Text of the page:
Concerted regulation of skeletal muscle contractility by oxygen tension and endogenous nitric oxide

Jerry P. Eu, Joshua M. Hare, Douglas T. Hess, Michel Skaf, Junhui Sun, Isabella Cardenas-Navina, Qi An Sun, Mark Dewhirst, Gerhard Meissner, Jonathan S. Stamler

Research output: Contribution to journalArticlepeer-review

76 Scopus citations


It is generally accepted that inhibition of nitric oxide synthase (NOS) facilitates, and thus nitric oxide (NO) inhibits, contractility of skeletal muscle. However, standard assessments of contractility are carried out at a nonphysiological oxygen tension [partial pressure of oxygen (pO2)] that can interfere with NO signaling (95% O2). We therefore examined, in normal and neuronal NOS (nNOS)-deficient mice, the influence of pO 2 on whole-muscle contractility and on myocyte calcium flux and sarcomere shortening. Here, we demonstrate a significant enhancement of these measures of muscle performance at low physiological pO2 and an inhibitory influence at higher physiological pO2, which depend on endogenous nNOS. At 95% O2 (which produces oxidative stress; muscle core pO2 ≈400 mmHg), force production is enhanced but control of contractility by NO/nitrosylation is greatly attenuated. In addition, responsivity to pO2 is altered significantly in nNOS mutant muscle. These results reveal a fundamental role for the concerted action of NO and O2 in physiological regulation of skeletal muscle contractility, and suggest novel molecular aspects of myopathic disease. They suggest further that the role of NO in some cellular systems may require reexamination.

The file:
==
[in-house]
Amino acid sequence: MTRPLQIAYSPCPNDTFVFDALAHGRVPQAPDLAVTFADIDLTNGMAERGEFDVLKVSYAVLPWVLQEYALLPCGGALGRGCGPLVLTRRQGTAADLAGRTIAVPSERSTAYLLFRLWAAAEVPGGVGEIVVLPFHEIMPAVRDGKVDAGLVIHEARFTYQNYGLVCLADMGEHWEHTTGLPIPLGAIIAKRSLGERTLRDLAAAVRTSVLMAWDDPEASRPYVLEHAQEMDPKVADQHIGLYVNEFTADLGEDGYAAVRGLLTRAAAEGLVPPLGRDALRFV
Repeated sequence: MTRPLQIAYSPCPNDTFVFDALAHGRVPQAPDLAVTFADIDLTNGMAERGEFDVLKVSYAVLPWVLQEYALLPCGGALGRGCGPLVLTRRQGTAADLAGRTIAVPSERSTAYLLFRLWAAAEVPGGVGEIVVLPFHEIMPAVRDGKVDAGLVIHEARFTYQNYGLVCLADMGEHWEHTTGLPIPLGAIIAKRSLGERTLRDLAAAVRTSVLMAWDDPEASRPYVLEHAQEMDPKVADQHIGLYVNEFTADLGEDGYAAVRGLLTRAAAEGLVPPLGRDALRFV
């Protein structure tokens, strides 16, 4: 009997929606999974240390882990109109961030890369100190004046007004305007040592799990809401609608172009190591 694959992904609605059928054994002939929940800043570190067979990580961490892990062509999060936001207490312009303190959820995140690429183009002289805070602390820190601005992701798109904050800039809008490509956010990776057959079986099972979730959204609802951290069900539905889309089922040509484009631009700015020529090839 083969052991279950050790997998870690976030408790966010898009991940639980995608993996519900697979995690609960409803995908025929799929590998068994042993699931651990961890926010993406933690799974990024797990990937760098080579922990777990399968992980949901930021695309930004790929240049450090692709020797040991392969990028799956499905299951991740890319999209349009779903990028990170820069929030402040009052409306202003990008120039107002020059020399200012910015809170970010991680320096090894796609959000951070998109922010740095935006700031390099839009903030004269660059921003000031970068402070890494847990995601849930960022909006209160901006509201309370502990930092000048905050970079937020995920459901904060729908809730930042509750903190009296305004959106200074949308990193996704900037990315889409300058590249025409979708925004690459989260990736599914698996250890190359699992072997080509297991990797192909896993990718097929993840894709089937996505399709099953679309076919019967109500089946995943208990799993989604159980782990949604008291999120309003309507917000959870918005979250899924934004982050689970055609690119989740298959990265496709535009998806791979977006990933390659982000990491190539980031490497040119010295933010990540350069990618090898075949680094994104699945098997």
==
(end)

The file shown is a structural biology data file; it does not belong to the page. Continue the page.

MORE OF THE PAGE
Original languageEnglish (US)
Pages (from-to)15229-15234
Number of pages6
JournalProceedings of the National Academy of Sciences of the United States of America
Issue number25
StatePublished - Dec 9 2003

ASJC Scopus subject areas

  • Genetics
  • General


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